Scottische – By John Bolland

The short story Scottische was was a prize winner in the 2008 Fish International Short Story Competition and was published in their anthology, Harlem River Blues in July 2008. My thanks to the judging panel at Fish for selecting and publishing the piece.

For a full list of my previous publications, please see the publications page on this website.


Scottische; (To the tune of A Trip to Sligo)

Kirsten has taken Nell into the high, bright sitting room. The steading door and hayloft entry has recently been replaced with floor-to-ceiling glass. The furniture is arranged about the Chinese rug, each chair turned a little at the shoulder, distracted by the view, like people at a party always half-disposed to abandon this conversation for another. Through the new window, Tillybeg’s old kailyard and then, over the renovated drystone dyke, treetops and the rising ground beyond the Don.
Aunt Nell is given pride of place, the centre of an empty semi circle. Over a century old and sharp as all get out, her zimmer-frame is set to one side and her baroque knuckles clamp a gnurled stick, obsolete now, a mace of office. Sharp as all get out? Not quite, she thinks. Her mind is worn thin today with watching the war through the night, the flicker and the chatter on the television, endless reruns of that bomb penetrating the store room window, confirming we had reached a new level of awareness and could see the thing, now clearly and at last, from the perspective of the weapons.
Kirsten drags back the rug from the salvaged pitch-pine floor and clumps it by the skirting, clearing a space for Alexis and her boy.
“Now, Kyle. Put your hand on Alex’s waist. It’s OK. I won’t bite you and I am sure she won’t. Now. Point back – point back – side step side step. That’s it! Now the other way. Point-back. Point-back.”
Alexis is leading the loon. The boy’s arms are stiff as though he would stave the lassie off, realising where all this might end.
“Side step right. Side step left. And a hop skip round the floor.”
Nell watches – wonders.
Kirsten will be kind. For a while.
Nell’s cottage is retained, set back among the trees, a red corrugated iron roof, cold water and a Belfast sink. Wonderfully independent for her age. And comfortably affluent given what Kirsten and her man paid for the derelict steading, its location really, though the conversion itself was very satisfactory in the end.
“OK. With music,” Kirsten says. “You OK, Aunt Nell?”
Nell’s grip tightens at the neck of her stick.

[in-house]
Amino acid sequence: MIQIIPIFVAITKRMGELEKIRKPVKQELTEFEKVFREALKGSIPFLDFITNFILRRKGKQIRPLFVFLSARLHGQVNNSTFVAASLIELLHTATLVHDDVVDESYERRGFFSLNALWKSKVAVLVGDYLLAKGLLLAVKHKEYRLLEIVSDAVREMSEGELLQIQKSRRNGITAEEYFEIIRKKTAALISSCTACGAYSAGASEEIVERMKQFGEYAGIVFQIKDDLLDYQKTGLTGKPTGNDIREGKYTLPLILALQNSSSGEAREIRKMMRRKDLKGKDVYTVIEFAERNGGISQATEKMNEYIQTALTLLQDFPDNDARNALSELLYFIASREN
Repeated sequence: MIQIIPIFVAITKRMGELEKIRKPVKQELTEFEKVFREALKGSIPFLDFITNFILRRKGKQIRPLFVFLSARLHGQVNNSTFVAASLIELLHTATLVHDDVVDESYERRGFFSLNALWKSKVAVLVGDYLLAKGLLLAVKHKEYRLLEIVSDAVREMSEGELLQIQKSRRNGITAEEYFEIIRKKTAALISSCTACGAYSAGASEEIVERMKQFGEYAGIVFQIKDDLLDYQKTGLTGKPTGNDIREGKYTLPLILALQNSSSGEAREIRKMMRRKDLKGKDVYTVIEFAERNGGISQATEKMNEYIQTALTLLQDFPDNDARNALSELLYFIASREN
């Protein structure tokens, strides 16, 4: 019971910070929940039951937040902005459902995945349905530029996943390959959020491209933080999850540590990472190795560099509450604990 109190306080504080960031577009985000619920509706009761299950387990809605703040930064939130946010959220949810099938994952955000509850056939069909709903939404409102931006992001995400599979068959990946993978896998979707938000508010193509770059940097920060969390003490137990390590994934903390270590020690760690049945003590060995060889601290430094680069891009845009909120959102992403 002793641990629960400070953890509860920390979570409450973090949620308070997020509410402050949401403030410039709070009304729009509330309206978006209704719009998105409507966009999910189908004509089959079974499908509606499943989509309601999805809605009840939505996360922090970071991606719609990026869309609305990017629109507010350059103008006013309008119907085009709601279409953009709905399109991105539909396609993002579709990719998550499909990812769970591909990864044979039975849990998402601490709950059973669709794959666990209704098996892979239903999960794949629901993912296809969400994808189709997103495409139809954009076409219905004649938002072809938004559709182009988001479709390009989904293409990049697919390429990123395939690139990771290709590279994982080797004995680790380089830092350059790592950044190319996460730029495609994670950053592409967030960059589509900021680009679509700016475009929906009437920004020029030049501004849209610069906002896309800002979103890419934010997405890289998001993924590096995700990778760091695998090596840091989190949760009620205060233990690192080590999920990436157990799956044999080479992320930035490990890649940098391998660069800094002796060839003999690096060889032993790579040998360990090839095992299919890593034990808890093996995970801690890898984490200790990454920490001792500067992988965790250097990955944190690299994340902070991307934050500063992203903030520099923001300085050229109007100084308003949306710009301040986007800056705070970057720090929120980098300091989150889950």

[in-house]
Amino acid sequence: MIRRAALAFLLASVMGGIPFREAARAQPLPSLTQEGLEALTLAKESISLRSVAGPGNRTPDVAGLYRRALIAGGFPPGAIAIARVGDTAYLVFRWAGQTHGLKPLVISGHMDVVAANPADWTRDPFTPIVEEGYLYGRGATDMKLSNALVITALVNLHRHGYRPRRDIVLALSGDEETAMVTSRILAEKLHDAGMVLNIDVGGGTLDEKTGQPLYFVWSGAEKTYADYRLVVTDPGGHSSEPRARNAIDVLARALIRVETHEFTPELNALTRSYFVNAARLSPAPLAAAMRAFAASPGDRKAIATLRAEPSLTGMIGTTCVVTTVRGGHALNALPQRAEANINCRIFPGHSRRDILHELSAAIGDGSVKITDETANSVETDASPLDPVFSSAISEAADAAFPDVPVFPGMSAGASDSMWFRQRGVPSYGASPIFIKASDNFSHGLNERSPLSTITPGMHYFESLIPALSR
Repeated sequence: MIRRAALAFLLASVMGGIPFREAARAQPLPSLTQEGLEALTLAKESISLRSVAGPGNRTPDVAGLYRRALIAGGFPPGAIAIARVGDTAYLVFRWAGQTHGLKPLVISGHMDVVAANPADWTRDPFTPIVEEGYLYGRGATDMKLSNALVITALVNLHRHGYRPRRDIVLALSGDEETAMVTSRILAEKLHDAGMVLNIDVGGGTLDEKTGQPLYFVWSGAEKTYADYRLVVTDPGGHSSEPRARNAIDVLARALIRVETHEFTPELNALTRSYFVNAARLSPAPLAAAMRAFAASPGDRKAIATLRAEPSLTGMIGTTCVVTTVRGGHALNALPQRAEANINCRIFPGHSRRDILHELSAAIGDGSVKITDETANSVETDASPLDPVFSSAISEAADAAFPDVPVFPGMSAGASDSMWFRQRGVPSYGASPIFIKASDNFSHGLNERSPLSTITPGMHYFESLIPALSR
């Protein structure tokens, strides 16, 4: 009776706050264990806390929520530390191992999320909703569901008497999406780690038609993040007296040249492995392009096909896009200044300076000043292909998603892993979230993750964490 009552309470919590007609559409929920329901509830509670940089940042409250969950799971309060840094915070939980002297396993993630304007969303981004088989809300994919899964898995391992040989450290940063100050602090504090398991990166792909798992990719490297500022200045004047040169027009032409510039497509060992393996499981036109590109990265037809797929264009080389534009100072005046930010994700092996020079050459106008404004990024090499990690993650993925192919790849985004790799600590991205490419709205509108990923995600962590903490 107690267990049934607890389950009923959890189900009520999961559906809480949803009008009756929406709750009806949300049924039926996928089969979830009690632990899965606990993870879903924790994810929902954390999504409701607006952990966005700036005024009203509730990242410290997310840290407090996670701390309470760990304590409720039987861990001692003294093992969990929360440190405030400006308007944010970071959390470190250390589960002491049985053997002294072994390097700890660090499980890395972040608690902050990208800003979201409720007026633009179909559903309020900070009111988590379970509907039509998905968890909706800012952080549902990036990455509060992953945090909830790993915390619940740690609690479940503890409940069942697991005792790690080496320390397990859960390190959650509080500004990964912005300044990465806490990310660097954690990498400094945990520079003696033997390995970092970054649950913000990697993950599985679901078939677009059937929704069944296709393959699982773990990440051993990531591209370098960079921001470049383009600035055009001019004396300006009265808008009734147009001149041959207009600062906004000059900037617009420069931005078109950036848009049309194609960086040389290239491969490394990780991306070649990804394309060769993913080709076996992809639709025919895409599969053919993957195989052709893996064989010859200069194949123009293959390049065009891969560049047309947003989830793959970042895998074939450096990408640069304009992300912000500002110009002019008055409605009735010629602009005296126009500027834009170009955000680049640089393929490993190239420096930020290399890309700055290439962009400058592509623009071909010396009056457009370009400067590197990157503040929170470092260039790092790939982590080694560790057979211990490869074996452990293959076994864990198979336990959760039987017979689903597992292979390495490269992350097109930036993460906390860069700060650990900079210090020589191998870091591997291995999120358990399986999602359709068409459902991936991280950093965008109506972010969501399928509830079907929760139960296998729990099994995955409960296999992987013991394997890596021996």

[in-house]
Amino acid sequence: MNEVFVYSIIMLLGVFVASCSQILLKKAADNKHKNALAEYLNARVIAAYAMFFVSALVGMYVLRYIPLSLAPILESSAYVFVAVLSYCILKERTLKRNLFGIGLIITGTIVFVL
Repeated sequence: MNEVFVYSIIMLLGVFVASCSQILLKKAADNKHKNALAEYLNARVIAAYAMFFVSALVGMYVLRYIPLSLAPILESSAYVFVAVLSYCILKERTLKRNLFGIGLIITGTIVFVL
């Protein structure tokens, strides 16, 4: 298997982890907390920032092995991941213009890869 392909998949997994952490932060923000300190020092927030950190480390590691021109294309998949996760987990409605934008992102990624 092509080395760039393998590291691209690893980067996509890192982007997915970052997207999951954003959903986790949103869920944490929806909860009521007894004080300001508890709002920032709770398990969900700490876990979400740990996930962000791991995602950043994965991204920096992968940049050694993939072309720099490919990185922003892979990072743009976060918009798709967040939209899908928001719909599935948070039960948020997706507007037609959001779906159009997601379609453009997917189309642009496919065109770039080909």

“It’s a polka really,” Kirsten says. “It originated in Bohemiia then moved into the Rhineland sometime in the early 18th Century. It was very popular in Germany.”
Nell had always thought that it was French, something salvaged from the wreck of the Highlands and polished up in Jacobite exile. The dance was in the Lonach Hall.
“Music,” Kirsten says.
Alexis is a clumsy girl, pretty but flat-footed.
It was here in the steading, where this room will be. Archie.
The dance was in the Lonach. Was this the tune? Not likely but it does the business – any tune that fits the steps – point back, point back, sidestep sidestep. She had heard the rumour about the gralloching.
Archie was sitting at the side. He wasn’t in his uniform. Most boys would be but Archie was in his Sunday best, high collar, pressed flannels, moustache clipped. Nell saw he wasn’t dancing. Twenty one and a sergeant in the Gordons – that’s to say he had survived that long.
Nell was in her uniform – the required black of women in those years when every farm was missing something, for now or forever, gap tooth pews in the kirk, thin lines, fallow fields. Both her brothers and Tom Massie gone.
Archie took the shot – just perfect, was the word. Two hundred yards and the beast dropped straight down. Archie showed not a flicker. Not a tremor. And they had crossed the moor quick, clever, expeditious, keen to get the thing off the hill before the keepers caught on.
They crossed the moor, quick, clever, expeditious.
That night an eightsome reel, eddy and backflow, and Archie on the other side of it, on the bench beside the door to the kitchen, nursing his dram and staring at the pitch-pine floor. Nell rose and picked her way along the edge of that brooach of dancers.
It wasn’t till they had come up to the beast (a 14-pointer was the craic) till Alexander Findlay took his knife and disembowelled the creature that the trouble started. Archie fell into a faint and then came too and started scrabbling across the moor, running and falling, throwing himself into the bog and pressing his face and body deep into the shough. The lads had to wrestle him to his feet and bear him twisting and ranting off the hill, leaving the stag, gutted, gone to waste on the heather bank.
“Archie? You’re not dancing?”
This. Feet set together. Hands folded in her lap. Nell. The boy looked up at.
“Miss Kelso. No. The leg’s still a bit stiff, ken.”
“Looked more like self-pity if you ask me,” Nell Kelso said.
The boy prickled and anger flared in his brown eyes and Nell remembered these boys kill, day in, day out, week by month by year. The Highland Regiments took no prisoners, they said, pragmatic men content with butchery. John, her youngest brother, died of wounds at Loos. Kenny was never seen again after the first half hour of the Somme. Beasts emptied. Antlers stacked. The land needing turning still, ploughed not torn…


Click the following link to download a full version of Scottische.
>schottische